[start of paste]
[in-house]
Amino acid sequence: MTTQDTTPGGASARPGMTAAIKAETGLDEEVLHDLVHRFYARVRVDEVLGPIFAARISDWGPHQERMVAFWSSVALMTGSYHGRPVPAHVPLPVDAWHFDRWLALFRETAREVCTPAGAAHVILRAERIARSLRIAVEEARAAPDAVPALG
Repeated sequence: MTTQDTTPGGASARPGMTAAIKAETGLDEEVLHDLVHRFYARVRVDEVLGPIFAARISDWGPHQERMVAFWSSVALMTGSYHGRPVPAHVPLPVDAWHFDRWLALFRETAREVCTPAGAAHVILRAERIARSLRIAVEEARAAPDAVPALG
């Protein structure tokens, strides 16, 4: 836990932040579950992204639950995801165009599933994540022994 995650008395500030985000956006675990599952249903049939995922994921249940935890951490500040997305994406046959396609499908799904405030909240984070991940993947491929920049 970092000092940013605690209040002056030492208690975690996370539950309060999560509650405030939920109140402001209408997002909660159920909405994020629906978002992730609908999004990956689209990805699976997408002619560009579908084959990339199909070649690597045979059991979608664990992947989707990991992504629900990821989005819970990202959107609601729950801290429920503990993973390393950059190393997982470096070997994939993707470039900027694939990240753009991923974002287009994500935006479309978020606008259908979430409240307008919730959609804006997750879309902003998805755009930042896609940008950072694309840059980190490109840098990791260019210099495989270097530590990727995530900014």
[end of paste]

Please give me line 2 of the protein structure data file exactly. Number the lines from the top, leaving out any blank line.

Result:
Amino acid sequence: MTTQDTTPGGASARPGMTAAIKAETGLDEEVLHDLVHRFYARVRVDEVLGPIFAARISDWGPHQERMVAFWSSVALMTGSYHGRPVPAHVPLPVDAWHFDRWLALFRETAREVCTPAGAAHVILRAERIARSLRIAVEEARAAPDAVPALG